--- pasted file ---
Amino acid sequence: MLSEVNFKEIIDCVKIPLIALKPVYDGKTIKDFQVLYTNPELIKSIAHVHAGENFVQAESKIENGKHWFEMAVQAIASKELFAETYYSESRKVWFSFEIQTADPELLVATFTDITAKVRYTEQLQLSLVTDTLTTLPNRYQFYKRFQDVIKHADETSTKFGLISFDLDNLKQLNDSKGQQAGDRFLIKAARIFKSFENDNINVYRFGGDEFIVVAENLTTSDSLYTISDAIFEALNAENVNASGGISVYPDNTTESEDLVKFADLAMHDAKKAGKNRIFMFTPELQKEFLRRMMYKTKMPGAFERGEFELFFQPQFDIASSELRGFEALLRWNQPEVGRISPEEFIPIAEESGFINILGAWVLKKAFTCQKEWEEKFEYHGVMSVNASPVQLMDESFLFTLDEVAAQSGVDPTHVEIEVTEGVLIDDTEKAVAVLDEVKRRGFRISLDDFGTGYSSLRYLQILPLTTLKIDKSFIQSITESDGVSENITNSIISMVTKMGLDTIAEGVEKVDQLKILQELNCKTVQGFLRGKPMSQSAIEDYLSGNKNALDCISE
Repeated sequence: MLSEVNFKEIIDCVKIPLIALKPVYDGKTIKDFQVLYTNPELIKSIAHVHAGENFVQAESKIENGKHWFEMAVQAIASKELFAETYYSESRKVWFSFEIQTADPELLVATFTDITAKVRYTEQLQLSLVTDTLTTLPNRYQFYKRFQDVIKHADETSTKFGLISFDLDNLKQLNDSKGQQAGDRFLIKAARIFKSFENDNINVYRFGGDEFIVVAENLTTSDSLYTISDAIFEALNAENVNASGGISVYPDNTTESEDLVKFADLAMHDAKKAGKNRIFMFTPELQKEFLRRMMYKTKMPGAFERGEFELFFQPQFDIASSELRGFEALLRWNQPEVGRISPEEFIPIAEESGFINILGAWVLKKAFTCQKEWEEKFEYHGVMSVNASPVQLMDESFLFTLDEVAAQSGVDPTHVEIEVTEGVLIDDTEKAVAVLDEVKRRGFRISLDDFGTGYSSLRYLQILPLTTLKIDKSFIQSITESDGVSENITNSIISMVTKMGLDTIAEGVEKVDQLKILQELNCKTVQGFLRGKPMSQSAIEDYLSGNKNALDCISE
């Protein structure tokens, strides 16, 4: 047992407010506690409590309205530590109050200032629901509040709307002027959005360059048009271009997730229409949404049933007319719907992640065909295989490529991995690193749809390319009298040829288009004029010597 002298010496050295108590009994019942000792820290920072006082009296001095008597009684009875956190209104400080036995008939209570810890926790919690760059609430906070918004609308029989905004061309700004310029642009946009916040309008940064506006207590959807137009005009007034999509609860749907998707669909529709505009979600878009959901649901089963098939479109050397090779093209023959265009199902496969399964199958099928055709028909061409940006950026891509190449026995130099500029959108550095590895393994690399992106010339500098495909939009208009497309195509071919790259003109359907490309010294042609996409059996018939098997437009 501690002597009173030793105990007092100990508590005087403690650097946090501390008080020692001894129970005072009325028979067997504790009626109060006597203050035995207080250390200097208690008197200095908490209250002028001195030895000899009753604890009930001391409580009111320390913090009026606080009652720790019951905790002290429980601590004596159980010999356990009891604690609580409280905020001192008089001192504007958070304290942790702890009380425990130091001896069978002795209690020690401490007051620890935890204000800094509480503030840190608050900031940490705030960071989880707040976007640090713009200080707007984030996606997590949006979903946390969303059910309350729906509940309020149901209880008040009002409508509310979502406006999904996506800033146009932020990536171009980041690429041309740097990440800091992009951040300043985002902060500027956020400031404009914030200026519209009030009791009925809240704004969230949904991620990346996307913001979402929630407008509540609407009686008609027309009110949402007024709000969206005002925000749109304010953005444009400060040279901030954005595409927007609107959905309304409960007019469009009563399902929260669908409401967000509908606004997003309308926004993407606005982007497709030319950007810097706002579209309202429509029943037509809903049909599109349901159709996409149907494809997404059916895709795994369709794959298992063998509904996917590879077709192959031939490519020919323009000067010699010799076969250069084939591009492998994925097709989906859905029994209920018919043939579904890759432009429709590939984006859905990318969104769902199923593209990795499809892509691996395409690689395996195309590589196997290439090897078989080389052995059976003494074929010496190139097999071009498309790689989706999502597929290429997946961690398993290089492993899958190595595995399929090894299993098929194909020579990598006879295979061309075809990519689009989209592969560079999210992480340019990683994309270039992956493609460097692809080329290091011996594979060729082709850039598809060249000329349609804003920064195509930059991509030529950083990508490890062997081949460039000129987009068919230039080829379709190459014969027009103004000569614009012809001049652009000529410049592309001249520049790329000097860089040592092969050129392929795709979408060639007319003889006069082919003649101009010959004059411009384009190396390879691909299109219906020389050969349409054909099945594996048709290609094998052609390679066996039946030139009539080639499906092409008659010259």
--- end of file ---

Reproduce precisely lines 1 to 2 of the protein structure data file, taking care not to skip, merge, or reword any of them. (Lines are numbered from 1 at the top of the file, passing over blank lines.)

Amino acid sequence: MLSEVNFKEIIDCVKIPLIALKPVYDGKTIKDFQVLYTNPELIKSIAHVHAGENFVQAESKIENGKHWFEMAVQAIASKELFAETYYSESRKVWFSFEIQTADPELLVATFTDITAKVRYTEQLQLSLVTDTLTTLPNRYQFYKRFQDVIKHADETSTKFGLISFDLDNLKQLNDSKGQQAGDRFLIKAARIFKSFENDNINVYRFGGDEFIVVAENLTTSDSLYTISDAIFEALNAENVNASGGISVYPDNTTESEDLVKFADLAMHDAKKAGKNRIFMFTPELQKEFLRRMMYKTKMPGAFERGEFELFFQPQFDIASSELRGFEALLRWNQPEVGRISPEEFIPIAEESGFINILGAWVLKKAFTCQKEWEEKFEYHGVMSVNASPVQLMDESFLFTLDEVAAQSGVDPTHVEIEVTEGVLIDDTEKAVAVLDEVKRRGFRISLDDFGTGYSSLRYLQILPLTTLKIDKSFIQSITESDGVSENITNSIISMVTKMGLDTIAEGVEKVDQLKILQELNCKTVQGFLRGKPMSQSAIEDYLSGNKNALDCISE
Repeated sequence: MLSEVNFKEIIDCVKIPLIALKPVYDGKTIKDFQVLYTNPELIKSIAHVHAGENFVQAESKIENGKHWFEMAVQAIASKELFAETYYSESRKVWFSFEIQTADPELLVATFTDITAKVRYTEQLQLSLVTDTLTTLPNRYQFYKRFQDVIKHADETSTKFGLISFDLDNLKQLNDSKGQQAGDRFLIKAARIFKSFENDNINVYRFGGDEFIVVAENLTTSDSLYTISDAIFEALNAENVNASGGISVYPDNTTESEDLVKFADLAMHDAKKAGKNRIFMFTPELQKEFLRRMMYKTKMPGAFERGEFELFFQPQFDIASSELRGFEALLRWNQPEVGRISPEEFIPIAEESGFINILGAWVLKKAFTCQKEWEEKFEYHGVMSVNASPVQLMDESFLFTLDEVAAQSGVDPTHVEIEVTEGVLIDDTEKAVAVLDEVKRRGFRISLDDFGTGYSSLRYLQILPLTTLKIDKSFIQSITESDGVSENITNSIISMVTKMGLDTIAEGVEKVDQLKILQELNCKTVQGFLRGKPMSQSAIEDYLSGNKNALDCISE